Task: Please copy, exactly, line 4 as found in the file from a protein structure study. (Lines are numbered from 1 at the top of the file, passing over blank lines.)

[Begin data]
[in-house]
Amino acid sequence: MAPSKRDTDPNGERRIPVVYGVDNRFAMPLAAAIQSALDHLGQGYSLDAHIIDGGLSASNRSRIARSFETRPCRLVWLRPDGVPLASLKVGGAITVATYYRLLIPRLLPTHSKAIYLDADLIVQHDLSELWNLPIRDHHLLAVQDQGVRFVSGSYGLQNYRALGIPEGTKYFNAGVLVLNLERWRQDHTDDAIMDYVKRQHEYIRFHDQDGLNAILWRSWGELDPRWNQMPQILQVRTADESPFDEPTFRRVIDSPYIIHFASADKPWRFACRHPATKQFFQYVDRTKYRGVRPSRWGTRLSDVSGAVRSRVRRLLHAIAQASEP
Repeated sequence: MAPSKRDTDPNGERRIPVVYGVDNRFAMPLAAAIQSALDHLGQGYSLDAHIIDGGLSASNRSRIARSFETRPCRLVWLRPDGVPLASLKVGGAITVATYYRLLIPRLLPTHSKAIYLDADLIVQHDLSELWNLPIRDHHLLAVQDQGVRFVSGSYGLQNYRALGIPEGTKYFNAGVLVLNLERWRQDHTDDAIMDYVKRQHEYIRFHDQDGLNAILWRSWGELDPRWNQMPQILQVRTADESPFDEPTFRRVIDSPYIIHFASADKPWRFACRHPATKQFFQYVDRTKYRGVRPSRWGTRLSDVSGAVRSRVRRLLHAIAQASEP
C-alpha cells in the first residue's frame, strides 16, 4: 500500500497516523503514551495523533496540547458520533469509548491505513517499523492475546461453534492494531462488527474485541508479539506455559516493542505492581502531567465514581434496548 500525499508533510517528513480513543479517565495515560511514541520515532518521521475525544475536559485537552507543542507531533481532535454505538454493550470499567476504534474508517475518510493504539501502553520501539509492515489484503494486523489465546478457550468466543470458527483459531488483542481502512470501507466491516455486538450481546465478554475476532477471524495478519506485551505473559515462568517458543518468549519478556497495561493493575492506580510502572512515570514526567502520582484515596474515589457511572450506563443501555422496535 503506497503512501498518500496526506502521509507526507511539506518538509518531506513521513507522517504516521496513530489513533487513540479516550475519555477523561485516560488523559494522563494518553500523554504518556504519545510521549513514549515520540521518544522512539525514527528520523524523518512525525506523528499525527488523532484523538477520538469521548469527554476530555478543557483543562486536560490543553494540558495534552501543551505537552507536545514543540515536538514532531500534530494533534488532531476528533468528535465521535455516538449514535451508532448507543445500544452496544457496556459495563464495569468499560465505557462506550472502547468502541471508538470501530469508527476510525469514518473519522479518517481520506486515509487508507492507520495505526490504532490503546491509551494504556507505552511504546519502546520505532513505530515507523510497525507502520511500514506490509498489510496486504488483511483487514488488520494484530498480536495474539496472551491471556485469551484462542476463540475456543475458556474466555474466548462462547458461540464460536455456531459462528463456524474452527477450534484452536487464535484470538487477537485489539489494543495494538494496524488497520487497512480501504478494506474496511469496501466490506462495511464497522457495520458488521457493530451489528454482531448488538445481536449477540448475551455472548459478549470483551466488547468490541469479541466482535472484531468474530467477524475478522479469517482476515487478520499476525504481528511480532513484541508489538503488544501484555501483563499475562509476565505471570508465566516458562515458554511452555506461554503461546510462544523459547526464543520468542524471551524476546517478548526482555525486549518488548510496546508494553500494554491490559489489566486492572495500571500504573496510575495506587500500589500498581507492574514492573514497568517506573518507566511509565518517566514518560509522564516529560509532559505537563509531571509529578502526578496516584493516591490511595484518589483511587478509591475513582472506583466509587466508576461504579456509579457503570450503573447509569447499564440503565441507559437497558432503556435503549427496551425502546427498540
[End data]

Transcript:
C-alpha cells in the first residue's frame, strides 16, 4: 500500500497516523503514551495523533496540547458520533469509548491505513517499523492475546461453534492494531462488527474485541508479539506455559516493542505492581502531567465514581434496548 500525499508533510517528513480513543479517565495515560511514541520515532518521521475525544475536559485537552507543542507531533481532535454505538454493550470499567476504534474508517475518510493504539501502553520501539509492515489484503494486523489465546478457550468466543470458527483459531488483542481502512470501507466491516455486538450481546465478554475476532477471524495478519506485551505473559515462568517458543518468549519478556497495561493493575492506580510502572512515570514526567502520582484515596474515589457511572450506563443501555422496535 503506497503512501498518500496526506502521509507526507511539506518538509518531506513521513507522517504516521496513530489513533487513540479516550475519555477523561485516560488523559494522563494518553500523554504518556504519545510521549513514549515520540521518544522512539525514527528520523524523518512525525506523528499525527488523532484523538477520538469521548469527554476530555478543557483543562486536560490543553494540558495534552501543551505537552507536545514543540515536538514532531500534530494533534488532531476528533468528535465521535455516538449514535451508532448507543445500544452496544457496556459495563464495569468499560465505557462506550472502547468502541471508538470501530469508527476510525469514518473519522479518517481520506486515509487508507492507520495505526490504532490503546491509551494504556507505552511504546519502546520505532513505530515507523510497525507502520511500514506490509498489510496486504488483511483487514488488520494484530498480536495474539496472551491471556485469551484462542476463540475456543475458556474466555474466548462462547458461540464460536455456531459462528463456524474452527477450534484452536487464535484470538487477537485489539489494543495494538494496524488497520487497512480501504478494506474496511469496501466490506462495511464497522457495520458488521457493530451489528454482531448488538445481536449477540448475551455472548459478549470483551466488547468490541469479541466482535472484531468474530467477524475478522479469517482476515487478520499476525504481528511480532513484541508489538503488544501484555501483563499475562509476565505471570508465566516458562515458554511452555506461554503461546510462544523459547526464543520468542524471551524476546517478548526482555525486549518488548510496546508494553500494554491490559489489566486492572495500571500504573496510575495506587500500589500498581507492574514492573514497568517506573518507566511509565518517566514518560509522564516529560509532559505537563509531571509529578502526578496516584493516591490511595484518589483511587478509591475513582472506583466509587466508576461504579456509579457503570450503573447509569447499564440503565441507559437497558432503556435503549427496551425502546427498540